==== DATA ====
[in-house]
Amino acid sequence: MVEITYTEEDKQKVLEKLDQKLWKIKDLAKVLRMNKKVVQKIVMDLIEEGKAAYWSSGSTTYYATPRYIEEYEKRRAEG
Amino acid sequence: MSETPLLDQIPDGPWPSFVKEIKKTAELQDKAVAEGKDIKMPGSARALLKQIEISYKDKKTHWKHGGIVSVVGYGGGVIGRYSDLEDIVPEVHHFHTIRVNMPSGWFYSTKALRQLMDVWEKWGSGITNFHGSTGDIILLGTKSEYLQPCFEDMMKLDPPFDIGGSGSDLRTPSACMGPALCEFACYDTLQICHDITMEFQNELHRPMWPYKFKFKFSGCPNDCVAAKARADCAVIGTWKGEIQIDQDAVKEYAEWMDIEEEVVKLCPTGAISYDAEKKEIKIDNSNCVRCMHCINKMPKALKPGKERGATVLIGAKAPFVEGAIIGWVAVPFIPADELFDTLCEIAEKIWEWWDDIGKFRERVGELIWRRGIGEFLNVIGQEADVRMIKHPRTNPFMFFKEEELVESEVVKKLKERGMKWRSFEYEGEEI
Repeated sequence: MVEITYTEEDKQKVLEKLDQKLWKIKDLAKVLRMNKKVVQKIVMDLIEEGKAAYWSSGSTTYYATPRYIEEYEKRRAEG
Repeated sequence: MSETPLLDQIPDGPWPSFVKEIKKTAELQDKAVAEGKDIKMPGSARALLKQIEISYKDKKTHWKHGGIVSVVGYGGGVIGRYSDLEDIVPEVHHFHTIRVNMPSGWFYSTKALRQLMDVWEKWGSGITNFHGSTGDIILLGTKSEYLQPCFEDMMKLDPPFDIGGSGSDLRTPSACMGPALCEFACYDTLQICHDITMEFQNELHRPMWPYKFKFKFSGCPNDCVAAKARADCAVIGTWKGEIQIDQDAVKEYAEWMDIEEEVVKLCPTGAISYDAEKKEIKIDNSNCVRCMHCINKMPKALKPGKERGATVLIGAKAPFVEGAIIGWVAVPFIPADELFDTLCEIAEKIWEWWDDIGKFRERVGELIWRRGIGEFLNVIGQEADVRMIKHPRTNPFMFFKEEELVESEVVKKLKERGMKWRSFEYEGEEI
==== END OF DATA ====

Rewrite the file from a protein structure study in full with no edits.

[in-house]
Amino acid sequence: MVEITYTEEDKQKVLEKLDQKLWKIKDLAKVLRMNKKVVQKIVMDLIEEGKAAYWSSGSTTYYATPRYIEEYEKRRAEG
Amino acid sequence: MSETPLLDQIPDGPWPSFVKEIKKTAELQDKAVAEGKDIKMPGSARALLKQIEISYKDKKTHWKHGGIVSVVGYGGGVIGRYSDLEDIVPEVHHFHTIRVNMPSGWFYSTKALRQLMDVWEKWGSGITNFHGSTGDIILLGTKSEYLQPCFEDMMKLDPPFDIGGSGSDLRTPSACMGPALCEFACYDTLQICHDITMEFQNELHRPMWPYKFKFKFSGCPNDCVAAKARADCAVIGTWKGEIQIDQDAVKEYAEWMDIEEEVVKLCPTGAISYDAEKKEIKIDNSNCVRCMHCINKMPKALKPGKERGATVLIGAKAPFVEGAIIGWVAVPFIPADELFDTLCEIAEKIWEWWDDIGKFRERVGELIWRRGIGEFLNVIGQEADVRMIKHPRTNPFMFFKEEELVESEVVKKLKERGMKWRSFEYEGEEI
Repeated sequence: MVEITYTEEDKQKVLEKLDQKLWKIKDLAKVLRMNKKVVQKIVMDLIEEGKAAYWSSGSTTYYATPRYIEEYEKRRAEG
Repeated sequence: MSETPLLDQIPDGPWPSFVKEIKKTAELQDKAVAEGKDIKMPGSARALLKQIEISYKDKKTHWKHGGIVSVVGYGGGVIGRYSDLEDIVPEVHHFHTIRVNMPSGWFYSTKALRQLMDVWEKWGSGITNFHGSTGDIILLGTKSEYLQPCFEDMMKLDPPFDIGGSGSDLRTPSACMGPALCEFACYDTLQICHDITMEFQNELHRPMWPYKFKFKFSGCPNDCVAAKARADCAVIGTWKGEIQIDQDAVKEYAEWMDIEEEVVKLCPTGAISYDAEKKEIKIDNSNCVRCMHCINKMPKALKPGKERGATVLIGAKAPFVEGAIIGWVAVPFIPADELFDTLCEIAEKIWEWWDDIGKFRERVGELIWRRGIGEFLNVIGQEADVRMIKHPRTNPFMFFKEEELVESEVVKKLKERGMKWRSFEYEGEEI